Preserving the Bounty: Dehydrating Cubed Potatoes

Reader Contribution by Tammy Taylor
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Even though my husband and I are empty nesters now I know it’s often much cheaper to buy that large bag of potatoes than to just pick up a few or buy a smaller bag. So when I see that large bag go on sale I grab them! I’ll set a few aside for eating fresh such as making mashed potatoes (purposefully making more than we’ll eat that night so I’ll have enough leftover to make our favorite Potato Cakes the next night!).

But what about the rest of the potatoes in that mammoth bag? I dehydrate them.

Dehydrating Potatoes is Easy!

Luckily dehydrating potatoes is easy!  When you dehydrate potatoes you must first partially cook them to prevent them from turning black. You can cook your potatoes using your favorite method whether oven or microwave, but even though we are still in the cold months here in Texas, I’m able to use my Solar Oven to bake mine.

When the sun is low in the sky during our winter months, my oven won’t heat as quickly or attain temperatures as high as it will when the sun is higher during the summer months, but I still get the oven to heat to about 300 degrees Fahrenheit pretty consistently. Here’s how I used my solar oven.

Baking Potatoes in a Solar Oven

I like my potatoes with the skins left on so first I scrub the potatoes well and trim deeper crevices to remove any grit. Then I pierce the potatoes a few times and pack them as tightly as I can in a black enamel pan. Finally I place the lid on the pan and place it in the solar oven, properly aimed at the sun.

I typically adjust the oven to aim it more directly to the sun a couple of times throughout the cooking time. I only want the potatoes to be about 3/4 of the way cooked so mine were ready in about 3 hours — your time could vary based on how large your potatoes are and your cooking method.

Be sure to cook them about 3/4 done — I tried to rush one batch of potatoes and didn’t cook them quite enough and the cut sections all turned a horrid black color.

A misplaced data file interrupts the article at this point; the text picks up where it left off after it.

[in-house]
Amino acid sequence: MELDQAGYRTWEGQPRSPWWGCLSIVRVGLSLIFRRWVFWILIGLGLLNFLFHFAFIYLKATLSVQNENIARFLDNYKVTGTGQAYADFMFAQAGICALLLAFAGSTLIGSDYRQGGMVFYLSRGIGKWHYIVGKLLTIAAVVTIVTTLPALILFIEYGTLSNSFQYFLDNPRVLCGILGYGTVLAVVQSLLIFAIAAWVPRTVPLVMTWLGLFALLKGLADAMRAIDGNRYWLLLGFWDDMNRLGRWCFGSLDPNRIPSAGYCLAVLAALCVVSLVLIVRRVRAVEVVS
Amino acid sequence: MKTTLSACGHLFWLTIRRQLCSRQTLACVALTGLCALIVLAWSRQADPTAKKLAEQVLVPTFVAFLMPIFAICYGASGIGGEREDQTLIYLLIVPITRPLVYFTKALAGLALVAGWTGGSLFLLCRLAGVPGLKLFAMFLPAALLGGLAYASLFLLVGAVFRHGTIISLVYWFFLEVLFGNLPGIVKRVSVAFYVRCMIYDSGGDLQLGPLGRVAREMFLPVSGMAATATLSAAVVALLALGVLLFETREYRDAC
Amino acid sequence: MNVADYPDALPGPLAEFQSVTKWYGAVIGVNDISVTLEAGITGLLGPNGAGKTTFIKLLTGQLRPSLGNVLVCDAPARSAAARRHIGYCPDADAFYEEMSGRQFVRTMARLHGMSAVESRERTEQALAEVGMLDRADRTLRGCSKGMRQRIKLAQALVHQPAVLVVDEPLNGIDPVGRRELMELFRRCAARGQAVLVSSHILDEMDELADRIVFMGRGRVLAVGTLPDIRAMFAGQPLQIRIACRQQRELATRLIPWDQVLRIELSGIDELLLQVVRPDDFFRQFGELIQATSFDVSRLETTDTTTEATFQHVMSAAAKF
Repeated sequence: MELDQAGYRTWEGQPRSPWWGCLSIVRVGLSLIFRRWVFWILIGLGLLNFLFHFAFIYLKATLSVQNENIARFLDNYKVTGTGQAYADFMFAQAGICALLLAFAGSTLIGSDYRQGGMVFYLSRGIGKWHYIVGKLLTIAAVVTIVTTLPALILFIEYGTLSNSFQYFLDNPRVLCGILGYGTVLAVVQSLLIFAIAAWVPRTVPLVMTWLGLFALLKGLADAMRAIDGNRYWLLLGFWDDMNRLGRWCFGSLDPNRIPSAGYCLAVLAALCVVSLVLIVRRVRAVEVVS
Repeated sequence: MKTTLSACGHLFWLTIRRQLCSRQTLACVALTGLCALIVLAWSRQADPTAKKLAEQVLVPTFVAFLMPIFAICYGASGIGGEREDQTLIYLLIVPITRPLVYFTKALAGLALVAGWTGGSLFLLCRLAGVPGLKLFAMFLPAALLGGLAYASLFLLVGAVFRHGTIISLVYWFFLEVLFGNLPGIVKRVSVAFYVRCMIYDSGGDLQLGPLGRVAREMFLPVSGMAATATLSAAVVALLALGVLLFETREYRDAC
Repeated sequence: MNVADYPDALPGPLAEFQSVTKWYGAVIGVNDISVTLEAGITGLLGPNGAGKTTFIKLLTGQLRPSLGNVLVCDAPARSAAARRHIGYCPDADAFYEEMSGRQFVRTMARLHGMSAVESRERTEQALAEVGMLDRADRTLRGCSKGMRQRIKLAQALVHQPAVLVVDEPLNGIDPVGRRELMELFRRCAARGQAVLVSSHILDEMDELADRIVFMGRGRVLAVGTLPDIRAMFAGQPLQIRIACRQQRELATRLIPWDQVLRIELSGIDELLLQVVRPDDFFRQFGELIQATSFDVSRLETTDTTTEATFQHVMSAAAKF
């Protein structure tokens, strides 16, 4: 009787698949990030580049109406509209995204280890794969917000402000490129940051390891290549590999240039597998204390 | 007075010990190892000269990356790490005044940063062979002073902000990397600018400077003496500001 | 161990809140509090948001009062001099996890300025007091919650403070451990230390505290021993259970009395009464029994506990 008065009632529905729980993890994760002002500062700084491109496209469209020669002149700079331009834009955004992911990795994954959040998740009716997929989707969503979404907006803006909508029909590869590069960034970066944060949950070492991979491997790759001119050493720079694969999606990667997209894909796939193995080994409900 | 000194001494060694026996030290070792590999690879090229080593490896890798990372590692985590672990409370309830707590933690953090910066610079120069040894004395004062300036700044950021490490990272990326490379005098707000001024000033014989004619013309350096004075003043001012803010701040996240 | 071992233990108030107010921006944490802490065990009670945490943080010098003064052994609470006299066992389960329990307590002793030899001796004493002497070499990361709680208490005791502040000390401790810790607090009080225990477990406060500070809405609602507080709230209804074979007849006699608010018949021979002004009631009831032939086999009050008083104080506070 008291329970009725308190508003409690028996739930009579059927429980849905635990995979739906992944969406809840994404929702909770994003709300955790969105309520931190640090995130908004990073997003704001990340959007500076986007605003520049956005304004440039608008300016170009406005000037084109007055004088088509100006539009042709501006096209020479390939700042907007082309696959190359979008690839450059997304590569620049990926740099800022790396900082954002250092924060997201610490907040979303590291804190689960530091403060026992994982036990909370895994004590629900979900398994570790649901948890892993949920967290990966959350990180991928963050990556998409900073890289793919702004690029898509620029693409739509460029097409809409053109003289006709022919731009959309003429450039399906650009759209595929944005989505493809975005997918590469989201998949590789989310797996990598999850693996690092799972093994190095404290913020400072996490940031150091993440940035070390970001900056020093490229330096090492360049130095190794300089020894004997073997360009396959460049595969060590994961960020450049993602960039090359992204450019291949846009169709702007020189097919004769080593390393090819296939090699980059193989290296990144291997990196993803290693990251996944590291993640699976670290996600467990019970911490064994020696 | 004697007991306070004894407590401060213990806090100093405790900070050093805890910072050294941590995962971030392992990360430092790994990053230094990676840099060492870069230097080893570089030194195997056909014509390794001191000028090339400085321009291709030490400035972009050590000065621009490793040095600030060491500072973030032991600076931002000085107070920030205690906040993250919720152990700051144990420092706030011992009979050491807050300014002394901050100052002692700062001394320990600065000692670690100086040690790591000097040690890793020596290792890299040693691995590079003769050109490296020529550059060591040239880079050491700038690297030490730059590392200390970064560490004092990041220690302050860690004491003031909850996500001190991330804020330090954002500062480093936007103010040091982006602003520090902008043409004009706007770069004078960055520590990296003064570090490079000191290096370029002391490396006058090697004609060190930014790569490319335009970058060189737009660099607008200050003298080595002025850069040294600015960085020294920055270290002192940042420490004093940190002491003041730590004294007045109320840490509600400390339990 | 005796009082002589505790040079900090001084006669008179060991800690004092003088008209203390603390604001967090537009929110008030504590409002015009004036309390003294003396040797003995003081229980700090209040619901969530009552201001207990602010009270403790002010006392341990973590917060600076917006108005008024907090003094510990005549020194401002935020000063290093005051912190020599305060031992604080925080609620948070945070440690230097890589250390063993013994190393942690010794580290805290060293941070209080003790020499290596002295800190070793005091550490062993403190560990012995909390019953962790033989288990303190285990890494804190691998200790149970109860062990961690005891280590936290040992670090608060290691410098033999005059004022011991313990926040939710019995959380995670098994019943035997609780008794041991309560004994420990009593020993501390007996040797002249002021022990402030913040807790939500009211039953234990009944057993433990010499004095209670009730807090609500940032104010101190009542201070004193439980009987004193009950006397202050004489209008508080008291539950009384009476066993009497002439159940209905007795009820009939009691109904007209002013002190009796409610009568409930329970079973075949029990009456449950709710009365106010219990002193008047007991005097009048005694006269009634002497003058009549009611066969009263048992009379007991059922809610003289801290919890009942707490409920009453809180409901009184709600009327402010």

Thankfully, I was using this batch for dehydrated hash browns, so I simply cooked the potatoes a little longer and cut away the darkest sections of the potatoes and grated the rest and they dehydrated well for that purpose. But today, I’m making dehydrated cubed potatoes so that I can drop them into simmering soups or even rehydrate them into a buttered potato side dish, so using the same procedure as above I prepared them and into the solar oven they went. When they were about 3/4 cooked, I brought them inside, allowed them to cool and placed them in the refrigerator to chill overnight.

Dehydrating Your Partially Cooked Potatoes

The next morning, I diced the cold potatoes into approximately 1/4- to 1/2-inch pieces and spread them out on my Excalibur Dehydrator trays and set the temperature to 125 degrees.

Mine took about 10 hours to dry, but again this time is dependent on how dense (ie: cooked) the potato is as well as the uniformity and size of your pieces, how often you rotate the trays, how evenly you’ve spread them out and even the humidity in your area. You want your dehydrated potatoes to be hard and dry.

I poured my dehydrated potato pieces into a large container but I left the lid off for a couple of days and shook the contents several times each day just in case there was a tiny bit of moisture remaining in one of those pieces. Then I sealed it up and placed them in the pantry.

When I want to eat them, I’ll simply drop a handful into my brothy soup as it simmers and they will rehydrate and finish cooking right there in the soup pot! Of course, I could also rehydrate them by putting them in a pan, pouring just enough boiling water to cover them and then placing a lid on the pan, allowing them to rehydrate for about 45 minutes before finishing up their cooking time.

You can see by this picture how the potatoes rehydrate compared to their dehydrated counterparts. So go ahead, next time buy the BIG bag of potatoes and dehydrate them!

Tammy Taylorlives and works on a Northeast Texas ranch, where she writes about home cooking, gardening, food preservation, and DIY living on her ~Texas Homesteader~ blog. Connect with Tammy on Facebook, Pinterest, Twitter, and Instagram. Read all of Tammy’s MOTHER EARTH NEWS posts here.

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